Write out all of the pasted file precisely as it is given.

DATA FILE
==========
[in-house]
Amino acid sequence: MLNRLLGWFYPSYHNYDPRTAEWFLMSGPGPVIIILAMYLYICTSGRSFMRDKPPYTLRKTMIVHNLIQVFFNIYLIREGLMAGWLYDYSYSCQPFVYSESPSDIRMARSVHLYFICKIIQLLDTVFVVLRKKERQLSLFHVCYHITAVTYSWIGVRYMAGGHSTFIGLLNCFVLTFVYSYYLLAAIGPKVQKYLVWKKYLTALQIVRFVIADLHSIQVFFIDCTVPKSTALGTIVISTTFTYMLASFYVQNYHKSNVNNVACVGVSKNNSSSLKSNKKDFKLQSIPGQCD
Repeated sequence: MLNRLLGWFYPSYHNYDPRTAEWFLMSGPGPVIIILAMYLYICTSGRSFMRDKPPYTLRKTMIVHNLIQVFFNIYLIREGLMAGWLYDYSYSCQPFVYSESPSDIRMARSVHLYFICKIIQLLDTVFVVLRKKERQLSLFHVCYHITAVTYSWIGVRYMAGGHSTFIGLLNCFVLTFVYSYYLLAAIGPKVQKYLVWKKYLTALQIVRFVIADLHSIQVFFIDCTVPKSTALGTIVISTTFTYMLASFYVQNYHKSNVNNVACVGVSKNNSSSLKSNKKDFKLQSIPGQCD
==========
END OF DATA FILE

[in-house]
Amino acid sequence: MLNRLLGWFYPSYHNYDPRTAEWFLMSGPGPVIIILAMYLYICTSGRSFMRDKPPYTLRKTMIVHNLIQVFFNIYLIREGLMAGWLYDYSYSCQPFVYSESPSDIRMARSVHLYFICKIIQLLDTVFVVLRKKERQLSLFHVCYHITAVTYSWIGVRYMAGGHSTFIGLLNCFVLTFVYSYYLLAAIGPKVQKYLVWKKYLTALQIVRFVIADLHSIQVFFIDCTVPKSTALGTIVISTTFTYMLASFYVQNYHKSNVNNVACVGVSKNNSSSLKSNKKDFKLQSIPGQCD
Repeated sequence: MLNRLLGWFYPSYHNYDPRTAEWFLMSGPGPVIIILAMYLYICTSGRSFMRDKPPYTLRKTMIVHNLIQVFFNIYLIREGLMAGWLYDYSYSCQPFVYSESPSDIRMARSVHLYFICKIIQLLDTVFVVLRKKERQLSLFHVCYHITAVTYSWIGVRYMAGGHSTFIGLLNCFVLTFVYSYYLLAAIGPKVQKYLVWKKYLTALQIVRFVIADLHSIQVFFIDCTVPKSTALGTIVISTTFTYMLASFYVQNYHKSNVNNVACVGVSKNNSSSLKSNKKDFKLQSIPGQCD